More to the heart of the issue was this from Sports Illustrated magazine's Peter King:
"The NFL has to stop thinking of ways to make more money, and start thinking of ways to keep the game the best game in America."
To be fair, Goodell has tried. He might have been reluctant to take on the concussion-related issues that cloud the game's future — the same ones that flew under the radar during Tagliabue's tenure, and those of his predecessors. But he's made a largely good-faith effort since. No doubt it's difficult striking a balance as both CEO of an enterprise that rakes in $9 billion a year while at the same time protecting the employees that make the game go. With mounting litigation over those very same player-safety problems, everything he says is likely to be parsed for its value in a court of law one day.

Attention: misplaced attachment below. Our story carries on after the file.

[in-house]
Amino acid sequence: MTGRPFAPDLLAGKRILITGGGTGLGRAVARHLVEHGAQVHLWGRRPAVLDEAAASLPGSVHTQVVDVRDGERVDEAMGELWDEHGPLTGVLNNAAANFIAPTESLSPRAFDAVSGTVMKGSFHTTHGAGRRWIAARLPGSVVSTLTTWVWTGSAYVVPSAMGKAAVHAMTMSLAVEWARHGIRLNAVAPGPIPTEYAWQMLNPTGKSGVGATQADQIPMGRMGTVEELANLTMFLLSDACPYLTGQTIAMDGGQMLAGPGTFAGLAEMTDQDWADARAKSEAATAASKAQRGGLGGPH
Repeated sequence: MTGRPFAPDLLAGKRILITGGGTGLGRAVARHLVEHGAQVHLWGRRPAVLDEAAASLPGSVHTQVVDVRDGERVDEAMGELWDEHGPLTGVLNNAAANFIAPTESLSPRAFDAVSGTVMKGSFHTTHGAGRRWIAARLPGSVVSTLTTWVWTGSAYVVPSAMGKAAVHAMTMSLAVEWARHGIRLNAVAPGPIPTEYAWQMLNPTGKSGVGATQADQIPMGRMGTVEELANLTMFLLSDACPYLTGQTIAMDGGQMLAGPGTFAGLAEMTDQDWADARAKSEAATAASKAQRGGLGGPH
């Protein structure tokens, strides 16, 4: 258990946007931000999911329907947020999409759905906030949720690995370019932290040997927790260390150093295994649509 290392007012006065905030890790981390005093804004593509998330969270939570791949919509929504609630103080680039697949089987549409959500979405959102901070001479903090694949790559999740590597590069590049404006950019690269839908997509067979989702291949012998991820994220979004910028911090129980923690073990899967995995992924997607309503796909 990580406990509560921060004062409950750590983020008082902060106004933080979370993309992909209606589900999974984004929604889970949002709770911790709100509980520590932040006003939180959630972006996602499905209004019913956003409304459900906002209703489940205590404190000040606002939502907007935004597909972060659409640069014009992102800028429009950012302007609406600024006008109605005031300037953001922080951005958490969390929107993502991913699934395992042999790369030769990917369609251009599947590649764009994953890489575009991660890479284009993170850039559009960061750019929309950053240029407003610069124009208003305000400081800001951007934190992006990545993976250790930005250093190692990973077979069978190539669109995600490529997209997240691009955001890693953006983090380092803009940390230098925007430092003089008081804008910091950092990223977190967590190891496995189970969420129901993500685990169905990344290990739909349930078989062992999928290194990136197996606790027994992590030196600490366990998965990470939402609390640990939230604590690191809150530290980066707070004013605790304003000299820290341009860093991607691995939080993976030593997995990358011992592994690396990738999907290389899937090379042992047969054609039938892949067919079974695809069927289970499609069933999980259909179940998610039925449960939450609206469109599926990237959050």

But the more he stubbornly defends every one of his positions — even the ones, as in Bountygate, where Goodell cherry-picked evidence and arrived at the wrong conclusion — the less of an honest broker he becomes. Not to mention a bigger distraction. The more headlines Goodell grabs, the less there are for the games themselves, which is where a commissioner's focus should be directed.
Besides, the league has plenty of high-priced lawyers to help it chart a course through what already resembles a legal minefield. And nobody rushes generals to the front in fights anymore. So maybe a few weeks in the background and away from the bully pulpit would do Goodell's reputation a lot of good right now.
Jim Litke is a national sports columnist for The Associated Press. Write to him at jlitke(at)ap.org and follow him at Twitter.com/JimLitke.